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Toronto After Dark

Festival Coverage

Toronto After Dark 2021: ‘Paul Dood’s Deadly Lunch Break’

By: Trevor Chartrand Director Nick Gillespie’s Paul Dood’s Deadly Lunch Break is a hilarious dark comedy that combines 2019’s Joker with 2004’s Napoleon Dynamite – featuring an inept dancing social outcast who plots vigilante justice.  The titular Paul Dood (Tom Meeten) is a troubled man-baby who, despite living with his mother, has aspirations of achieving fame.  On his way to an important career-making audition, Paul is delayed by a series of rude and apathetic citizens,…

Festival Coverage

Toronto After Dark 2021: ‘Alien on Stage’

Directed by Lucy Harvey and Danielle Kummer, Alien on Stage is an unexpectedly heartwarming documentary about an amateur theatre group comprised of Dorset bus drivers who set out to produce a stage adaptation of Ridley Scott’s classic sci-fi/horror Alien.  Though their initial adaptation is serious, they are given the opportunity to take their show to London’s West End as a comedy.

Festival Coverage

Toronto After Dark 2019: Shorts After Dark

The biggest strength of Toronto After Dark is, and always has been, the importance given to short films.  Shorts are given their own programs, but they also play before features.  Due to genre cinema’s specific limitations, shorts are both useful as a way to make a name for oneself and as a storytelling medium.  As such, it’s important to look at what is happening in that world.  Let’s take a look at the good, the…

Festival Coverage

Toronto After Dark 2019: ‘Enhanced’, ‘Werewolf’ and ‘The Wretched’

Enhanced (DIR. James Mark) The idea of a low budget superhero film is an undeniably commendable one.  Superheroes are incredibly generic, and there is nothing that necessitates the bloated budgets that they tend to cost, so the idea of telling those stories with less waste should be celebrated.  Unfortunately, the films that come out of this practice tend to be underwhelming.  Case in point: James Mark’s Enhanced.

Festival Coverage

Toronto After Dark 2019: ‘8’, ‘The Assent’ and ‘The Mortuary Collection’

8 (DIR. Harold Holscher) Horror can be found just about anywhere, however not all horror is equal.  This is why films that incorporate real-life horrors must be particularly aware of how they incorporate the various elements.  Former TAD presentation Under the Shadow is a great example of how to do this correctly.  But, this is why Harold Holscher’s 8 is so conflicting.  It doesn’t really have much to say about its source events, creating a final product…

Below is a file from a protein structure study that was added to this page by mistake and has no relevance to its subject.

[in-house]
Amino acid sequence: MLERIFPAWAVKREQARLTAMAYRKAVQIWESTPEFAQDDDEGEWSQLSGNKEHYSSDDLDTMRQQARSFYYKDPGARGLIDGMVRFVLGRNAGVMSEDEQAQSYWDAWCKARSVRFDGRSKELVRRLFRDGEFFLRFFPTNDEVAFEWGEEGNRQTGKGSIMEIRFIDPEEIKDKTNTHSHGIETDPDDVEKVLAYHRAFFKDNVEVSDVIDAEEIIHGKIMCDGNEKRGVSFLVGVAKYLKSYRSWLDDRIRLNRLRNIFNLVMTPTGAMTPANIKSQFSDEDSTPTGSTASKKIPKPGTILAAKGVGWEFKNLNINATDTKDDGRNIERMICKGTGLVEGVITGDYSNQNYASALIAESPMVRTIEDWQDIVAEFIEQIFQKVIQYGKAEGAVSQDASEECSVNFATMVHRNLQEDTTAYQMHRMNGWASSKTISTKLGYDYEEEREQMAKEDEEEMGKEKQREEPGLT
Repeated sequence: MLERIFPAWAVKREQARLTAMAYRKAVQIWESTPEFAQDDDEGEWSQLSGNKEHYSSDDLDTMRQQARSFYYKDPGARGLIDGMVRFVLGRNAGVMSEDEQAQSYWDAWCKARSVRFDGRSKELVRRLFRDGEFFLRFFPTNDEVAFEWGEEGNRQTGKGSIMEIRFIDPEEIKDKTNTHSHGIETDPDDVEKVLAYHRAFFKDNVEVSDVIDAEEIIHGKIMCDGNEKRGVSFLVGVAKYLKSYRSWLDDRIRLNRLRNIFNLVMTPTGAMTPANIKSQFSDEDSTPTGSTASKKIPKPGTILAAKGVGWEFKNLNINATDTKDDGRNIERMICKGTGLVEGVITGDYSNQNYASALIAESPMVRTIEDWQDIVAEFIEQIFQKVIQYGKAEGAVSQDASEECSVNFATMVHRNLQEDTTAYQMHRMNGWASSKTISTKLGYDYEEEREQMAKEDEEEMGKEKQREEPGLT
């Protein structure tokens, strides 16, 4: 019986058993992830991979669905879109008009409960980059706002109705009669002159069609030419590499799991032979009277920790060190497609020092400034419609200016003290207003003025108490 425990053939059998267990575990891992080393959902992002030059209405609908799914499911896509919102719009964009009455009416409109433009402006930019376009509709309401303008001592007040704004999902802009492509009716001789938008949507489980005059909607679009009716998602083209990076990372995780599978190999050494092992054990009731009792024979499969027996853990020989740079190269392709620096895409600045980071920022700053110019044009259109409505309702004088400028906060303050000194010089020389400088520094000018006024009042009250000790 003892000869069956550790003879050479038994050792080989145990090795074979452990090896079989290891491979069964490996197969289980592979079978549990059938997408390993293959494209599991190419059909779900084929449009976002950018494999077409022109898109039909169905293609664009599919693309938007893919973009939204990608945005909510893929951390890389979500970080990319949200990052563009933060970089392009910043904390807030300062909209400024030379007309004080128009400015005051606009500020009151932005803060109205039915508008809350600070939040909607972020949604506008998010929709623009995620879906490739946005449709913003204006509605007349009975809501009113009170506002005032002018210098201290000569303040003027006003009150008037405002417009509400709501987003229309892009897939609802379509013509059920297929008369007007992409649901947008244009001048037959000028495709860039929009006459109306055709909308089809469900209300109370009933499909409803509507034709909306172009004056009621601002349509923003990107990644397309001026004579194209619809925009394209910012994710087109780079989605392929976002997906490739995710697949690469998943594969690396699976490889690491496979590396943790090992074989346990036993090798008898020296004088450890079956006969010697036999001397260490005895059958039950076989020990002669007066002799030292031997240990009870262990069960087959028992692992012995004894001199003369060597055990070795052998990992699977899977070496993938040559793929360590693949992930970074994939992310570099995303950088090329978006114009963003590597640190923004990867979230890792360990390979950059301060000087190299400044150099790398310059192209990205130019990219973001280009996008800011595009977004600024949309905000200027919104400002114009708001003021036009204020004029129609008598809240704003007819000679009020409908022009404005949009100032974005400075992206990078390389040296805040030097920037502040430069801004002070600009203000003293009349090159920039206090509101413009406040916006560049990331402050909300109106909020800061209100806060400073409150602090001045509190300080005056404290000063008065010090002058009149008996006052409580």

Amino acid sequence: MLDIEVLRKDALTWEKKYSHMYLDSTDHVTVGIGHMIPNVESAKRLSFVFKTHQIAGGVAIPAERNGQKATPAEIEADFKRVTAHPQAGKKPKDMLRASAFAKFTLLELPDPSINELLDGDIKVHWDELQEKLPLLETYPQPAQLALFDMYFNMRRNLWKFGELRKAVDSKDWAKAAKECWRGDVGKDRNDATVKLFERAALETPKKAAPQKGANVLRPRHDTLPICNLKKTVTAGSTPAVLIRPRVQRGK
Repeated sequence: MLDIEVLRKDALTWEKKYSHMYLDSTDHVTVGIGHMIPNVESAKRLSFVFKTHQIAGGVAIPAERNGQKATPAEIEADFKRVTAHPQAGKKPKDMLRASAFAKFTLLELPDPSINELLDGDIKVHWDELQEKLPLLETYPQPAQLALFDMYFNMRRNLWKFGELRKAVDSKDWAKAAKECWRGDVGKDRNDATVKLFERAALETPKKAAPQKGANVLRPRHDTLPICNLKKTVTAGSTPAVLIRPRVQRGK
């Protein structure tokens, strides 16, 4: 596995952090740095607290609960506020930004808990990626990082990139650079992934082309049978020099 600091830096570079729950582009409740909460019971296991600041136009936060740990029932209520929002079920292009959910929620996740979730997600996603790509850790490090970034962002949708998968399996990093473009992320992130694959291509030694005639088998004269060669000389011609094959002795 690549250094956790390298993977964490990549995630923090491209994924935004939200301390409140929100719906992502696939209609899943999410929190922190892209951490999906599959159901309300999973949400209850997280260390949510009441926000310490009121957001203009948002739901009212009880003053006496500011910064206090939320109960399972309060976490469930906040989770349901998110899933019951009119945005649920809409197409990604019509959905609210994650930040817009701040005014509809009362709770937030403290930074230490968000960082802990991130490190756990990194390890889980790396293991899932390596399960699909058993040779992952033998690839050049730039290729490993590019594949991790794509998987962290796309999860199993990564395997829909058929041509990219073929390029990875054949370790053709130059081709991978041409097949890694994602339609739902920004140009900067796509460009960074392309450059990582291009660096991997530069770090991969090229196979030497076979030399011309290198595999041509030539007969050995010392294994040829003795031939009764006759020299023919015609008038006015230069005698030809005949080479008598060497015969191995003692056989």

Festival Coverage

Toronto After Dark 2019: ‘Contracts’ and ‘Paradise Hills’

Contracts (DIR. Alex Chung) Critics Jean-Luc Comolli and Paul Narboni once suggested that all films were inherently political because, even when a film lacks an overt political bent, its refusal to question the politics of its world is an acceptance of said politics.  This lesson in film theory may sound like it is coming out of nowhere, but it serves a purpose, namely in explaining that Alex Chung’s Contracts—which had its world premiere at Toronto After…

Festival Coverage

Toronto After Dark 2019: A One-On-One with Precious Chong

At this year’s Toronto After Dark Film Festival (which is currently in full swing at the city’s Scotiabank Theatre), you won’t be able to shake Precious Chong’s wild performance in Zach Gayne’s Homewrecker.  As Linda, Chong channels mousey and maniacal characteristics after she haphazardly kidnaps a new “friend” Michelle (Starry Eyes’ Alex Essoe).  Chong is funny, but she’s careful not to exploit the character;  allowing Essoe’s character to show empathy towards Linda under nerve-racking circumstances.

Festival Coverage

Toronto After Dark 2019: ‘The Furies’ and ‘Mutant Blast’

The Furies (DIR. Tony D’Aquino) So, there are these seven women and seven monsters.  The women are tasked with staying alive, while the monsters attempt to kill them.  This plot could either be attached to a self-aware bit of amazing cinematic trash, or it could take itself too seriously and fail.  Tony D’Aquino’s The Furies falls firmly into the latter category.

Festival Coverage

Toronto After Dark 2019: ‘Blood Machines’ and ‘Homewrecker’

Blood Machines (DIR. Seth Ickerman) The cinema is a visual and narrative medium, but the narrative is often king.  Way too many films will give up on the visuals to tell a story, leading to slightly stagnant results.  As such, it is sometimes oddly refreshing to get a film which will sacrifice narrative cohesion in order to produce a spectacle of light and sound.  Seth Ickerman is such a filmmaker and Blood Machines, a collaboration between…